Not going to call this show bad, but its more like a good episode or Law and Order than anything special. The characters are NOT interesting, there is no mystery, yet. Get tired of the same ole retread cop cliches. Season one was lightning in a bottle, mystery from episode one, characters you could grab onto and always left you wanting more. This is just blah so far.
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6:56AM on 07/06/2015

I guess I'll play the Devil's advocate.

To be honest, after the season premiere, I was disappointed. I felt like after season one, they were trying to substitute a solid story with star power. However, after the last two episodes, I think this season's starting to improve. The thing I think I'm happiest to see is Vince Vaughn's character taking a more vicious turn. I've been wondering for years if Vaughn was capable of delivering on the promise he once showed in films like Clay Pigeons. Overall, this season is still weaker than
To be honest, after the season premiere, I was disappointed. I felt like after season one, they were trying to substitute a solid story with star power. However, after the last two episodes, I think this season's starting to improve. The thing I think I'm happiest to see is Vince Vaughn's character taking a more vicious turn. I've been wondering for years if Vaughn was capable of delivering on the promise he once showed in films like Clay Pigeons. Overall, this season is still weaker than the first, but I'm not willing to write it off just yet. Even if this year disappoints, I'm still willing to see what the future holds for this show.
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6:14AM on 07/06/2015
Gotta tell you, as much as I like the idea of anthology series, this thus far for me is a miss. I loved the idea that each season would be different stories and tones, but for some reason, other than Vaughn, this series is missing every mark for me. I loved the first seasons almost supernatural tone and real relationship between the two cops. This just seems so...generic? I don't know if that's the right word, but there just doesn't seem to be that special thing happening with this season.
Gotta tell you, as much as I like the idea of anthology series, this thus far for me is a miss. I loved the idea that each season would be different stories and tones, but for some reason, other than Vaughn, this series is missing every mark for me. I loved the first seasons almost supernatural tone and real relationship between the two cops. This just seems so...generic? I don't know if that's the right word, but there just doesn't seem to be that special thing happening with this season. Matthew and Woody gelled to perfection, this cast on the other hand while all great actors, do no seem to have much chemistry together. Vaughn I will say is without a doubt my favorite character. Finally he has stopped phoning in the same role he has played for the last 10 years and is actually acting again. I'll end up watching all season, cause what the fuck else I got to do on GOTless Sunday nights but I can't say I'm gonna love it. At least Ray Donovan starts next week and Penny Dreadful ended well tonight.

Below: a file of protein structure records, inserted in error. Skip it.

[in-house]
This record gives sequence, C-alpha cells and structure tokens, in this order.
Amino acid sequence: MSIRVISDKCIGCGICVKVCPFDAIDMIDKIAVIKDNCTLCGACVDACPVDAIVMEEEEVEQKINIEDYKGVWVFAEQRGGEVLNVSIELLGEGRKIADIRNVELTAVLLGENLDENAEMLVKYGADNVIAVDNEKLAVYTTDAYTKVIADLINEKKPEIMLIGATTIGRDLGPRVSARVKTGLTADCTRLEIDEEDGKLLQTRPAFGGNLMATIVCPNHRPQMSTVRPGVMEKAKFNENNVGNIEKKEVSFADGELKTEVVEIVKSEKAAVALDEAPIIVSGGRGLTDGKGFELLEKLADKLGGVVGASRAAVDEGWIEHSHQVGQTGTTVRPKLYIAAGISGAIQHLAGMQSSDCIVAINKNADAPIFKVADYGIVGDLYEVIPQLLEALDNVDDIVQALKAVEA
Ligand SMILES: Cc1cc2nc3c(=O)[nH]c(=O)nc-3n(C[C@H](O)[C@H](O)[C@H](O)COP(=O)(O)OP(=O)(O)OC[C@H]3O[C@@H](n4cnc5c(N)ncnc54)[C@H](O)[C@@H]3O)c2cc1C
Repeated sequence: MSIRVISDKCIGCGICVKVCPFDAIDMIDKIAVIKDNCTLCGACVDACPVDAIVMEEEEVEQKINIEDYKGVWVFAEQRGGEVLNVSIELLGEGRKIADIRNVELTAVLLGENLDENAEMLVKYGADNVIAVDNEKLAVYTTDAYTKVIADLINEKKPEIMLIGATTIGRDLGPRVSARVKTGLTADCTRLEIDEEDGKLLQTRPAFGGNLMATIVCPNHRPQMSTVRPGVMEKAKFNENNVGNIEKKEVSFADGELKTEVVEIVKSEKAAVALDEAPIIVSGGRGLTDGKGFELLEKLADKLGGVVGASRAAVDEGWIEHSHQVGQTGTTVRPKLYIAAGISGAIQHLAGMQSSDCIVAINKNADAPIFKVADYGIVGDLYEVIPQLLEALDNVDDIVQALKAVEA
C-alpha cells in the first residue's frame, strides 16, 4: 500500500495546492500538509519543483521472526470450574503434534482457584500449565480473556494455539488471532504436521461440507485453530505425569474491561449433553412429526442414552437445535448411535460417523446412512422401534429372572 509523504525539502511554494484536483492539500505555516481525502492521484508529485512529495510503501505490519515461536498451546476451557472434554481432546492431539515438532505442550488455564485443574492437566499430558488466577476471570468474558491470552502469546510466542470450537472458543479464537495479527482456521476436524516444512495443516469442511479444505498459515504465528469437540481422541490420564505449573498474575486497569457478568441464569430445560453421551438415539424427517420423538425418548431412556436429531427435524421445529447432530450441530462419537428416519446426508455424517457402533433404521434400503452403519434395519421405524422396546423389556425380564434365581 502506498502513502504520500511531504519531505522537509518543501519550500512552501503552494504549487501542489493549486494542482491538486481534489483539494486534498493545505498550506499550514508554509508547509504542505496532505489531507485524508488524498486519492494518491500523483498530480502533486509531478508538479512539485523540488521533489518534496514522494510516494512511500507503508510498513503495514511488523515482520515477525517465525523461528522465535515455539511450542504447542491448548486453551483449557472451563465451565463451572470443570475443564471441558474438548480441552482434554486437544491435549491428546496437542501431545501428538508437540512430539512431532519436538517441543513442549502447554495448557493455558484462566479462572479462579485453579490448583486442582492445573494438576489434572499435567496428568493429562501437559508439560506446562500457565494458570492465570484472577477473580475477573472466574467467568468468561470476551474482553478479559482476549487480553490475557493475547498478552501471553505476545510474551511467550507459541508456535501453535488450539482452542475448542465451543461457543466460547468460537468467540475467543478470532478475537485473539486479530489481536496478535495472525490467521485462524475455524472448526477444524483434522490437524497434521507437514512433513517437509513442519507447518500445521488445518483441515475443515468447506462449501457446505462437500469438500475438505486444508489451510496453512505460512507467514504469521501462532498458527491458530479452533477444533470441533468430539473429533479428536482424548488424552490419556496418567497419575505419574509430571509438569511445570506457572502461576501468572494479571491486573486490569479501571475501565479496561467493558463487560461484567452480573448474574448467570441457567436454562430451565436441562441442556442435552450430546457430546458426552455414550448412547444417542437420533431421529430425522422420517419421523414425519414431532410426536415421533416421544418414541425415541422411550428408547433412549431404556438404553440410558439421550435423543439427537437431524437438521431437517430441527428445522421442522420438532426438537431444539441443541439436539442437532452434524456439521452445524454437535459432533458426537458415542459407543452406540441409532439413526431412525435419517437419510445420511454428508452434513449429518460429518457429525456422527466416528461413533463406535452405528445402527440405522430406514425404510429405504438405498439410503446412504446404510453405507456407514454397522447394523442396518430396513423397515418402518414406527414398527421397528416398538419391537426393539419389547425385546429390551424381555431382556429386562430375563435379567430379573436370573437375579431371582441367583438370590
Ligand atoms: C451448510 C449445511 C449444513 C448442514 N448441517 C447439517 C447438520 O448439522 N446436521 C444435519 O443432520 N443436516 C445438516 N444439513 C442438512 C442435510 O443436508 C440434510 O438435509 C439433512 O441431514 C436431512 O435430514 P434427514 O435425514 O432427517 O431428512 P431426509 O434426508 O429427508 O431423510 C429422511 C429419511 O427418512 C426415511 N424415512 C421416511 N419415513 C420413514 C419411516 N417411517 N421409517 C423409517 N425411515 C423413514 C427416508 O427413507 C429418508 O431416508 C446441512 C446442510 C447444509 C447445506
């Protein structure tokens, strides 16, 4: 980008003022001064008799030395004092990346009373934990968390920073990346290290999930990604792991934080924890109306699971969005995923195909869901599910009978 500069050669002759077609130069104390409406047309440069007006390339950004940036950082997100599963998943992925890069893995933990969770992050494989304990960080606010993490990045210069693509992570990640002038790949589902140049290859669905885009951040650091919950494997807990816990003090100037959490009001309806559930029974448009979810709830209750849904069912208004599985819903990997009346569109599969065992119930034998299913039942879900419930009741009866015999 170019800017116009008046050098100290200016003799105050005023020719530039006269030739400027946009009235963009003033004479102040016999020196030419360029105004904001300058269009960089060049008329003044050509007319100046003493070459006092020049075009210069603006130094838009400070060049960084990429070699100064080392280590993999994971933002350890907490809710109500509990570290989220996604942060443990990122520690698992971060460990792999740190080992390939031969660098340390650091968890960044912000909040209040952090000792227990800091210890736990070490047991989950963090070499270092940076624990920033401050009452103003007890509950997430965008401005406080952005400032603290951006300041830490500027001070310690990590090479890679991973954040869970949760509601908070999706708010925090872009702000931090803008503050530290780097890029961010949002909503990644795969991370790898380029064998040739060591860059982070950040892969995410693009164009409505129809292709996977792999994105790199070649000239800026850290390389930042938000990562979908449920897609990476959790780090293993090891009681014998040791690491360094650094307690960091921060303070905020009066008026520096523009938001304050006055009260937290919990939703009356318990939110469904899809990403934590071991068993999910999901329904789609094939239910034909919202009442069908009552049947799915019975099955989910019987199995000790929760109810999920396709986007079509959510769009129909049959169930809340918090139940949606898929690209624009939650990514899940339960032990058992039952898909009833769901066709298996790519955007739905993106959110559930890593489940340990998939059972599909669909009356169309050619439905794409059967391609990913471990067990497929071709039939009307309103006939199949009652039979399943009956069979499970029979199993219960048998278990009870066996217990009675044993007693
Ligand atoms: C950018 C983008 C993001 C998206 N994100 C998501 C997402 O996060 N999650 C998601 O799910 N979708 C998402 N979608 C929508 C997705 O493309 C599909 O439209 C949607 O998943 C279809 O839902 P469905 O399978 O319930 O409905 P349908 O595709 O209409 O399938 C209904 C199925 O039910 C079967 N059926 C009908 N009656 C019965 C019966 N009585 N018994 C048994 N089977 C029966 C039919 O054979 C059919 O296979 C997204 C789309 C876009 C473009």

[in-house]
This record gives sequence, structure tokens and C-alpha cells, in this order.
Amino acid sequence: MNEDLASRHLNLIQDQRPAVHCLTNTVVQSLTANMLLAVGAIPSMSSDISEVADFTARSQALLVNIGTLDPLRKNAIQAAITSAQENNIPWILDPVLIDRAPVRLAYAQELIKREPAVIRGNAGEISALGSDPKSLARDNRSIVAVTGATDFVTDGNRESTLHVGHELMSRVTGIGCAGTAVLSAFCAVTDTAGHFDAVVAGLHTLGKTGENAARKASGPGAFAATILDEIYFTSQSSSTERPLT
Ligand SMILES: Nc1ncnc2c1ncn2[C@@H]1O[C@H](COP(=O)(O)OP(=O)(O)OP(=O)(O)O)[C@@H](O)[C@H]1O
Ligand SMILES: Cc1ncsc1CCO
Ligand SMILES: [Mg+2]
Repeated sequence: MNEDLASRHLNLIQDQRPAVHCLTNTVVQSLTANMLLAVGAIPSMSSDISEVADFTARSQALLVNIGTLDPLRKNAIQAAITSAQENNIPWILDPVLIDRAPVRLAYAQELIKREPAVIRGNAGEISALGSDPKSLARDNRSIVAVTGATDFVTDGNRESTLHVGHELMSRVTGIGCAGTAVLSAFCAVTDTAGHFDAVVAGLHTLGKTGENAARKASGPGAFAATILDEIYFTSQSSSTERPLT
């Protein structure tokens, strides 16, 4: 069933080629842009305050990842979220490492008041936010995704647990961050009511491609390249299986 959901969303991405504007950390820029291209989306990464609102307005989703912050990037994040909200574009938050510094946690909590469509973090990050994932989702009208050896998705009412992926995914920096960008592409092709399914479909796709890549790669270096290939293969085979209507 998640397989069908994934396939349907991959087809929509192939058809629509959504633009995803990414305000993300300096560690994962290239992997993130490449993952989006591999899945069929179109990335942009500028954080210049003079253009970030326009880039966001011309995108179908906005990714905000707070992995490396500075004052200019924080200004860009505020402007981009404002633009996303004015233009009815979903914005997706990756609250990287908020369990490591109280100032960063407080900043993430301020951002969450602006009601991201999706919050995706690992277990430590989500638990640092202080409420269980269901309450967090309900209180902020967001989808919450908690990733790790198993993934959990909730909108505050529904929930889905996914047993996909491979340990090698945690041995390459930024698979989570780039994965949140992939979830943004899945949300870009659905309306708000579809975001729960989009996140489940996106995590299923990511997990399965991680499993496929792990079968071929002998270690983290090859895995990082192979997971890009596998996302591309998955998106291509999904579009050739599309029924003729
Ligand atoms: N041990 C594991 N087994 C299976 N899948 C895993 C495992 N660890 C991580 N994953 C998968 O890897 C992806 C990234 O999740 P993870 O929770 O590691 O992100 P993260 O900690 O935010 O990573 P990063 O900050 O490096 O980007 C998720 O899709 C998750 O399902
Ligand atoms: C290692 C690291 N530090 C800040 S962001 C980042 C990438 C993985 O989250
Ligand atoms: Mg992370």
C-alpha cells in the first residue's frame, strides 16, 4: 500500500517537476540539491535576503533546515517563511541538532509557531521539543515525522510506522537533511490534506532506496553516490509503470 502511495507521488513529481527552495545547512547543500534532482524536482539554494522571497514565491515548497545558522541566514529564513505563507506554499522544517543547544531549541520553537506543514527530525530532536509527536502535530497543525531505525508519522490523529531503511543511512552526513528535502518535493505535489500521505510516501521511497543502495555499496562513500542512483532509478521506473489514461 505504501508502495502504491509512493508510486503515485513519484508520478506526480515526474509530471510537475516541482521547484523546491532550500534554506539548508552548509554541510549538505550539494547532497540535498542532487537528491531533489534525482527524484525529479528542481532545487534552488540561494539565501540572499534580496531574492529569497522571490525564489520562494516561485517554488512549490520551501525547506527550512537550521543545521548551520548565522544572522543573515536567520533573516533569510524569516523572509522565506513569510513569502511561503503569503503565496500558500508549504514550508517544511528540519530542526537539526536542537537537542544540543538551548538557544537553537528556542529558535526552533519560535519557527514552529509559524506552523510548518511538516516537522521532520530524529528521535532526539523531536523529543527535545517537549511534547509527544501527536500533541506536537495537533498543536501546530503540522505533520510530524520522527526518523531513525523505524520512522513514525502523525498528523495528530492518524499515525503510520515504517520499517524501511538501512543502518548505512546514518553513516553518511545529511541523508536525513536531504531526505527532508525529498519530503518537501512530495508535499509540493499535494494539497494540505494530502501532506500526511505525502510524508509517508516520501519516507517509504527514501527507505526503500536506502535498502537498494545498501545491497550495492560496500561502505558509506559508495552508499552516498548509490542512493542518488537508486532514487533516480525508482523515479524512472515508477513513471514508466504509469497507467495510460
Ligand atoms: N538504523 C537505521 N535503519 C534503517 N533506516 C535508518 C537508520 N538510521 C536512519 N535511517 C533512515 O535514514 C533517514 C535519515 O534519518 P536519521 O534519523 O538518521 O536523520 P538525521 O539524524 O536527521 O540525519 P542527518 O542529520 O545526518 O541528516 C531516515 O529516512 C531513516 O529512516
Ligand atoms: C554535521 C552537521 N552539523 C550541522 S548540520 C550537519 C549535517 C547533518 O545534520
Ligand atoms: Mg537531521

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6:01AM on 07/06/2015

I agree with the score, but...

I disagree with most of your analysis. I think it's presumptuous and asinine to call the murder of Caspere a MacGuffin. It's clear that whoever killed Caspere is probably a part of a larger group and a larger conspiracy that is at the heart of the whole plot of this season. I also think you're being a little too PC to claim that Woodrugh is almost psychopathic. The guy is obviously angry with himself and his interest in men. He's struggling with himself, I don't think he'd have ever drawn,
I disagree with most of your analysis. I think it's presumptuous and asinine to call the murder of Caspere a MacGuffin. It's clear that whoever killed Caspere is probably a part of a larger group and a larger conspiracy that is at the heart of the whole plot of this season. I also think you're being a little too PC to claim that Woodrugh is almost psychopathic. The guy is obviously angry with himself and his interest in men. He's struggling with himself, I don't think he'd have ever drawn, that's the thing. He acted like he would as a big bluff because he's afraid. Not psychopathic. Ugh. Your whole analysis is off. I feel like we didn't even watch the same episode. Or maybe you were on your phone?